Monthly Outlook: June 2021 

Everything is opening up. Do you feel it? Vaccines have been widely distributed, COVID is on the way out, masks are coming off, graduations just happened, today is June 1st, and summer vacations are starting. And I can just hear a national exhalation, “Whew, we’re ready!” Meanwhile, on Wall Street, investors have been in party mode for a year already, enjoying massive stimulus and expectations of economic recovery. While Main Street is coming alive, Wall Street seems to be stalling. Why? Well, all that stimulus has created significant inflation and maybe too-optimistic earnings expectations. What if the Federal Reserve (Fed) is forced to taper their stimulus programs? What if Congress doesn’t pass any more COVID-relief stimulus plans? What if the economy has to recover from here by itself, on its own strength? That could have a major impact on investment prices and that is the reason for the current stall that we’ll discuss, below.

The Stimulus Bubble – How We Got Here

We really have to go back to the 2008 Financial Crisis to appreciate the current stimulus bubble. In short, much of the stimulus needed to recover in 2008 never went away. The Fed lowered the discount interest rate from 5% in 2007 to 0% in 2008 and kept it there until 2014, well past the 2009 recovery. They allowed rates to barely nudge higher to 2% in 2019, before lowering rates to 0% again in 2020 for COVID relief. In addition to the stimulus from lower interest rates, the Fed bought bonds through QE1, 2, 3, and 4 as well as other stimulus programs that sound like alphabet soup. Congress also provided massive stimulus programs and deficit spending that added to the national debt. Stimulus absolutely helps a struggling economy to recover, and it’s needed from time to time. But much of it ended up propping up financial assets including stocks, bonds, and house prices.

When COVID hit in early 2020, the Federal Reserve and Congress responded with even more stimulus, understandably. Interest rates went back to 0%, and over $5 trillion of various programs including CARES Act, Families First, PPP loans, direct payments to taxpayers, etc., were enacted.  The U.S. is running a massive $3 trillion annual deficit in 2021 and at least $1 trillion annual deficit is expected for the next 10 years based on the proposed budget. National debt is now $29 trillion, or 130%+ of annual GDP. None of this is meant to be political. Rather, it’s just to explain how much stimulus is “out there” and how dependent on it we are to support economic recovery, and to support current asset prices.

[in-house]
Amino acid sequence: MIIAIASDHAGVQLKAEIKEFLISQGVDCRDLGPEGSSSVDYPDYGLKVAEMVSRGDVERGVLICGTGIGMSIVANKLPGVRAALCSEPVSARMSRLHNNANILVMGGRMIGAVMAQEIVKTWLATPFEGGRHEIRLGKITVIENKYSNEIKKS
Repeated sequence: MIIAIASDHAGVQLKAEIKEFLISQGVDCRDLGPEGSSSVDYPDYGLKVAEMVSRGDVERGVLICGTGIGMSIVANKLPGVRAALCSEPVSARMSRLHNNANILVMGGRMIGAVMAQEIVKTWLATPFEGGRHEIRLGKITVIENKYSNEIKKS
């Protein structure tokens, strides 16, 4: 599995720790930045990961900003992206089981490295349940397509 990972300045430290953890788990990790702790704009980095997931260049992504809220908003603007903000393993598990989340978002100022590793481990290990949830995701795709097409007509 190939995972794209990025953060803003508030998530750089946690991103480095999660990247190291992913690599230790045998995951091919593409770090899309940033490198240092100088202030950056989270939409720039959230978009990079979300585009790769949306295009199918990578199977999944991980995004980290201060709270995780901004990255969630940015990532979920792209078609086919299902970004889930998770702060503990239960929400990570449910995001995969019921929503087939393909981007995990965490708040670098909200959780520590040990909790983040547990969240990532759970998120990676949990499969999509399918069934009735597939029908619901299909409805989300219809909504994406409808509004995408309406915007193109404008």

Inflation is a By-Product of Stimulus

We currently see massive inflation everywhere, especially if measured from the COVID shutdown levels of a year ago. Corn has risen from $3.50 to $6.50, lumber is up from $4.00 to $13.00, house prices are up 20%, and stocks are 25% higher than they were before COVID. Yet, the underlying economy is not even back to pre-COVID levels. The Federal Reserve uses the Consumer Price Index (CPI) and other indicators to track inflation. Somehow, the just-released CPI shows “only” a 4.1% annual increase in inflation. Further, the Fed tells us that inflation is only “transient” and nothing to worry about once the supply chains get back on track. They may be right, but with the economy continuing to re-open, pent up demand for travel and spending, and millions getting back to work, we may see some price pressures over the next few months. This inflation-watch and debate about whether it’s transient or persistent will keep markets volatile.

How to Invest This Summer

We’re cheering for further re-opening of the economy and the fun that comes with it. But we expect markets to be more volatile as investors grapple with deciding when the massive stimulus from both Congress and the Fed is likely to taper. We do not expect any major market decline this summer, however. Longer term, we’re watching whether overly exuberant earnings expectations get ratcheted downwards on concerns of inflation, less stimulus, and perhaps a more modest recovery. That would raise the risk of a deeper price correction this fall. For now, we’ll remain hyper-vigilant, open-minded, and patient. Enjoy summer!